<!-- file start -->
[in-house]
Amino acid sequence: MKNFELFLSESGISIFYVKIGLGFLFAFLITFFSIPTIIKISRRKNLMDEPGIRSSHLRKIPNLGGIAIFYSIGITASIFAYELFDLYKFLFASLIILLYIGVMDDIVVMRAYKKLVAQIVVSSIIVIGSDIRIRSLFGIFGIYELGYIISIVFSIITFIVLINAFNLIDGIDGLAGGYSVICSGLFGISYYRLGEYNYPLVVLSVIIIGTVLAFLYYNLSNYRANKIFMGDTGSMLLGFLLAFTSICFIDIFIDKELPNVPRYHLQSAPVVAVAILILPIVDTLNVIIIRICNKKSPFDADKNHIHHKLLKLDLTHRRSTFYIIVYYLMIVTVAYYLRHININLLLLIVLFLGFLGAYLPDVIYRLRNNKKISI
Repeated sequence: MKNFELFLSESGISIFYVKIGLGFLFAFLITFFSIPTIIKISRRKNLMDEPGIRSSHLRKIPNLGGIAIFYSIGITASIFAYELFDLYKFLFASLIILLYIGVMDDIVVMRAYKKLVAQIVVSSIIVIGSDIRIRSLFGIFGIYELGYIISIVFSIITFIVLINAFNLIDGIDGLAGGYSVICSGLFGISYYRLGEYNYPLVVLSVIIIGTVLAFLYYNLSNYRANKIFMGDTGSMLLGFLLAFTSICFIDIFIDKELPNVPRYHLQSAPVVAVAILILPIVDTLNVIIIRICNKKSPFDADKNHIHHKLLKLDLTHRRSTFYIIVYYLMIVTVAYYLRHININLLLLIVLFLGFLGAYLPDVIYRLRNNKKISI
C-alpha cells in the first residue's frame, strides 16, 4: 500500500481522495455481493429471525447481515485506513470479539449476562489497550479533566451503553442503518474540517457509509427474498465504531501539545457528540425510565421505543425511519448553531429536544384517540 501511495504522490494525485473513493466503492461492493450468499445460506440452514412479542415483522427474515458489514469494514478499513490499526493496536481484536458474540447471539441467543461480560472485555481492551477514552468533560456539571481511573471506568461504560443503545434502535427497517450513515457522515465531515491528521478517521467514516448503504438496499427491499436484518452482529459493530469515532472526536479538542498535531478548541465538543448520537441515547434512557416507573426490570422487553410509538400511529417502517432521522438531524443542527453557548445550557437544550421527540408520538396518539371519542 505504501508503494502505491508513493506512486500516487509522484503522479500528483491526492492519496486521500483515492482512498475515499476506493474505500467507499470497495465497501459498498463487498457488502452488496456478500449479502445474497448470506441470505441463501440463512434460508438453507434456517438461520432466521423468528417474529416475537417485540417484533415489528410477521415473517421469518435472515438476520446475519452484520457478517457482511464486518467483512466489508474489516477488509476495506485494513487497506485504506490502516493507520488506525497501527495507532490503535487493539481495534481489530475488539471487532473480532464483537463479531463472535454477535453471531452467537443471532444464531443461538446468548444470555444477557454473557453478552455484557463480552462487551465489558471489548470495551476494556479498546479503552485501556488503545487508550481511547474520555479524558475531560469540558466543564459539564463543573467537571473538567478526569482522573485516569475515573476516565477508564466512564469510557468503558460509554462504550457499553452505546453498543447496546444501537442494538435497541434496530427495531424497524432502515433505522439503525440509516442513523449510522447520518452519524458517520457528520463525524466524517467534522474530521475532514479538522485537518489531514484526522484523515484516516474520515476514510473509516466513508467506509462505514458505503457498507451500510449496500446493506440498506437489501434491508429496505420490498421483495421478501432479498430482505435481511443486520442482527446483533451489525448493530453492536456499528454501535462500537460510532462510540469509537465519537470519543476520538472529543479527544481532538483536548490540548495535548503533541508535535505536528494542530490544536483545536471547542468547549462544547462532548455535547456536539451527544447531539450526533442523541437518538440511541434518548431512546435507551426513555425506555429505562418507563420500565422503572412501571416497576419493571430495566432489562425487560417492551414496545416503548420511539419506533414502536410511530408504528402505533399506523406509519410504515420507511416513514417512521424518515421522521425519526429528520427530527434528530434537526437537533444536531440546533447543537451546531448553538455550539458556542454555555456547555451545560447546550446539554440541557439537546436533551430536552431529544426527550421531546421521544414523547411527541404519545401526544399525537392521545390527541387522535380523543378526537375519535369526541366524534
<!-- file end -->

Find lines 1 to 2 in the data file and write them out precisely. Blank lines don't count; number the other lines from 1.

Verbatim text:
[in-house]
Amino acid sequence: MKNFELFLSESGISIFYVKIGLGFLFAFLITFFSIPTIIKISRRKNLMDEPGIRSSHLRKIPNLGGIAIFYSIGITASIFAYELFDLYKFLFASLIILLYIGVMDDIVVMRAYKKLVAQIVVSSIIVIGSDIRIRSLFGIFGIYELGYIISIVFSIITFIVLINAFNLIDGIDGLAGGYSVICSGLFGISYYRLGEYNYPLVVLSVIIIGTVLAFLYYNLSNYRANKIFMGDTGSMLLGFLLAFTSICFIDIFIDKELPNVPRYHLQSAPVVAVAILILPIVDTLNVIIIRICNKKSPFDADKNHIHHKLLKLDLTHRRSTFYIIVYYLMIVTVAYYLRHININLLLLIVLFLGFLGAYLPDVIYRLRNNKKISI